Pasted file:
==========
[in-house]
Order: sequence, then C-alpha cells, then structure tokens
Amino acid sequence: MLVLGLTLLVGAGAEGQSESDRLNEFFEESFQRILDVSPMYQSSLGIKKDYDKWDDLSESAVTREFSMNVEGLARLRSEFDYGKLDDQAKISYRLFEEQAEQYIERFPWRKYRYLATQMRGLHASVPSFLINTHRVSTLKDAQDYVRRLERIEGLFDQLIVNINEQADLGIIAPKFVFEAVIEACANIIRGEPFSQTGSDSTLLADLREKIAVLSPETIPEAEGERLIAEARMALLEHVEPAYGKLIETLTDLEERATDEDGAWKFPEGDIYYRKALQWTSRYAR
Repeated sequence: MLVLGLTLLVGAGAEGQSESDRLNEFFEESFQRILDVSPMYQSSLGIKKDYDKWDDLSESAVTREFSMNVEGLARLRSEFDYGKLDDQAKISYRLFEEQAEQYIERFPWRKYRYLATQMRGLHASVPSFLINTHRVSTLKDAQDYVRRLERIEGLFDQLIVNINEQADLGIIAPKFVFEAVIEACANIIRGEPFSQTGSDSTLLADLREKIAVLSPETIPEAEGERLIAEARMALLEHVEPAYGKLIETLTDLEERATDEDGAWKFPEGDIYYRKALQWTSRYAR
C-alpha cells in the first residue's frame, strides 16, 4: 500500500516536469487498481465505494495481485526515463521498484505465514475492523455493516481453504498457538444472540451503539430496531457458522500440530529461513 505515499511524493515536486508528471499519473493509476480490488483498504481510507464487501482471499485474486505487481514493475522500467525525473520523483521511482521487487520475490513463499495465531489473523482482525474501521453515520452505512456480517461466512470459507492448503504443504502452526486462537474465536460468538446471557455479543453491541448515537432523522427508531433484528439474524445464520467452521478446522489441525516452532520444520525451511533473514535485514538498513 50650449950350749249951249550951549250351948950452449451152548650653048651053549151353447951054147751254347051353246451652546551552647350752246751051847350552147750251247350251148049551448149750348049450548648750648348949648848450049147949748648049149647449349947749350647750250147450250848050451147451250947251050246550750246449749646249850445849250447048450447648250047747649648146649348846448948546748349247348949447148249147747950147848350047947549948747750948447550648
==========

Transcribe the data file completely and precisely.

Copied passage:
[in-house]
Order: sequence, then C-alpha cells, then structure tokens
Amino acid sequence: MLVLGLTLLVGAGAEGQSESDRLNEFFEESFQRILDVSPMYQSSLGIKKDYDKWDDLSESAVTREFSMNVEGLARLRSEFDYGKLDDQAKISYRLFEEQAEQYIERFPWRKYRYLATQMRGLHASVPSFLINTHRVSTLKDAQDYVRRLERIEGLFDQLIVNINEQADLGIIAPKFVFEAVIEACANIIRGEPFSQTGSDSTLLADLREKIAVLSPETIPEAEGERLIAEARMALLEHVEPAYGKLIETLTDLEERATDEDGAWKFPEGDIYYRKALQWTSRYAR
Repeated sequence: MLVLGLTLLVGAGAEGQSESDRLNEFFEESFQRILDVSPMYQSSLGIKKDYDKWDDLSESAVTREFSMNVEGLARLRSEFDYGKLDDQAKISYRLFEEQAEQYIERFPWRKYRYLATQMRGLHASVPSFLINTHRVSTLKDAQDYVRRLERIEGLFDQLIVNINEQADLGIIAPKFVFEAVIEACANIIRGEPFSQTGSDSTLLADLREKIAVLSPETIPEAEGERLIAEARMALLEHVEPAYGKLIETLTDLEERATDEDGAWKFPEGDIYYRKALQWTSRYAR
C-alpha cells in the first residue's frame, strides 16, 4: 500500500516536469487498481465505494495481485526515463521498484505465514475492523455493516481453504498457538444472540451503539430496531457458522500440530529461513 505515499511524493515536486508528471499519473493509476480490488483498504481510507464487501482471499485474486505487481514493475522500467525525473520523483521511482521487487520475490513463499495465531489473523482482525474501521453515520452505512456480517461466512470459507492448503504443504502452526486462537474465536460468538446471557455479543453491541448515537432523522427508531433484528439474524445464520467452521478446522489441525516452532520444520525451511533473514535485514538498513 50650449950350749249951249550951549250351948950452449451152548650653048651053549151353447951054147751254347051353246451652546551552647350752246751051847350552147750251247350251148049551448149750348049450548648750648348949648848450049147949748648049149647449349947749350647750250147450250848050451147451250947251050246550750246449749646249850445849250447048450447648250047747649648146649348846448948546748349247348949447148249147747950147848350047947549948747750948447550648